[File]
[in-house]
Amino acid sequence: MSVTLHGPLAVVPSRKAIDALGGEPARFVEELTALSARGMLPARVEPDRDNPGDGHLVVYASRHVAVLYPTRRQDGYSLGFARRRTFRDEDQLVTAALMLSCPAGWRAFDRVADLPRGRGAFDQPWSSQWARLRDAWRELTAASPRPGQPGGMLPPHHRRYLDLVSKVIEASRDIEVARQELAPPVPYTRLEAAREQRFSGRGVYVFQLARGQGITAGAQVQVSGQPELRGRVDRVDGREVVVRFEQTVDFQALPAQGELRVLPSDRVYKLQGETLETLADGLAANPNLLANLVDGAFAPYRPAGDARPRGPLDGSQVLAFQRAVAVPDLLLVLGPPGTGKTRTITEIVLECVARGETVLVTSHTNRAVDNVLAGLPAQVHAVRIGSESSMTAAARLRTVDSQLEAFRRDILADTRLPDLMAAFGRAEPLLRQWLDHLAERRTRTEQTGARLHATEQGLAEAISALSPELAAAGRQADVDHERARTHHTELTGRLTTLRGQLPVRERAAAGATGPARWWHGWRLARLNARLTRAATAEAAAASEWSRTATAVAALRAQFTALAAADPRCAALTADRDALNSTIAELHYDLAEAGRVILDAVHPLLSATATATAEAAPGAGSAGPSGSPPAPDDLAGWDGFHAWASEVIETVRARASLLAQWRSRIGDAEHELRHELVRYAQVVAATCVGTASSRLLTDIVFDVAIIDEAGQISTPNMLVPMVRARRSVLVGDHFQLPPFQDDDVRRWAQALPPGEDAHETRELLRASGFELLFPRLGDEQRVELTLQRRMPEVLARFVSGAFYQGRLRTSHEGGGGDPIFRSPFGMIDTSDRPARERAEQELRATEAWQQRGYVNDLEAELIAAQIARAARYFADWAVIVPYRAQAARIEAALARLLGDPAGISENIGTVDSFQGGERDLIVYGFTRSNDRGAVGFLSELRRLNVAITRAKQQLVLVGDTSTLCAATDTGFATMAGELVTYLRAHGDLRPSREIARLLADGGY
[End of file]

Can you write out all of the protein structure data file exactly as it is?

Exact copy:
[in-house]
Amino acid sequence: MSVTLHGPLAVVPSRKAIDALGGEPARFVEELTALSARGMLPARVEPDRDNPGDGHLVVYASRHVAVLYPTRRQDGYSLGFARRRTFRDEDQLVTAALMLSCPAGWRAFDRVADLPRGRGAFDQPWSSQWARLRDAWRELTAASPRPGQPGGMLPPHHRRYLDLVSKVIEASRDIEVARQELAPPVPYTRLEAAREQRFSGRGVYVFQLARGQGITAGAQVQVSGQPELRGRVDRVDGREVVVRFEQTVDFQALPAQGELRVLPSDRVYKLQGETLETLADGLAANPNLLANLVDGAFAPYRPAGDARPRGPLDGSQVLAFQRAVAVPDLLLVLGPPGTGKTRTITEIVLECVARGETVLVTSHTNRAVDNVLAGLPAQVHAVRIGSESSMTAAARLRTVDSQLEAFRRDILADTRLPDLMAAFGRAEPLLRQWLDHLAERRTRTEQTGARLHATEQGLAEAISALSPELAAAGRQADVDHERARTHHTELTGRLTTLRGQLPVRERAAAGATGPARWWHGWRLARLNARLTRAATAEAAAASEWSRTATAVAALRAQFTALAAADPRCAALTADRDALNSTIAELHYDLAEAGRVILDAVHPLLSATATATAEAAPGAGSAGPSGSPPAPDDLAGWDGFHAWASEVIETVRARASLLAQWRSRIGDAEHELRHELVRYAQVVAATCVGTASSRLLTDIVFDVAIIDEAGQISTPNMLVPMVRARRSVLVGDHFQLPPFQDDDVRRWAQALPPGEDAHETRELLRASGFELLFPRLGDEQRVELTLQRRMPEVLARFVSGAFYQGRLRTSHEGGGGDPIFRSPFGMIDTSDRPARERAEQELRATEAWQQRGYVNDLEAELIAAQIARAARYFADWAVIVPYRAQAARIEAALARLLGDPAGISENIGTVDSFQGGERDLIVYGFTRSNDRGAVGFLSELRRLNVAITRAKQQLVLVGDTSTLCAATDTGFATMAGELVTYLRAHGDLRPSREIARLLADGGY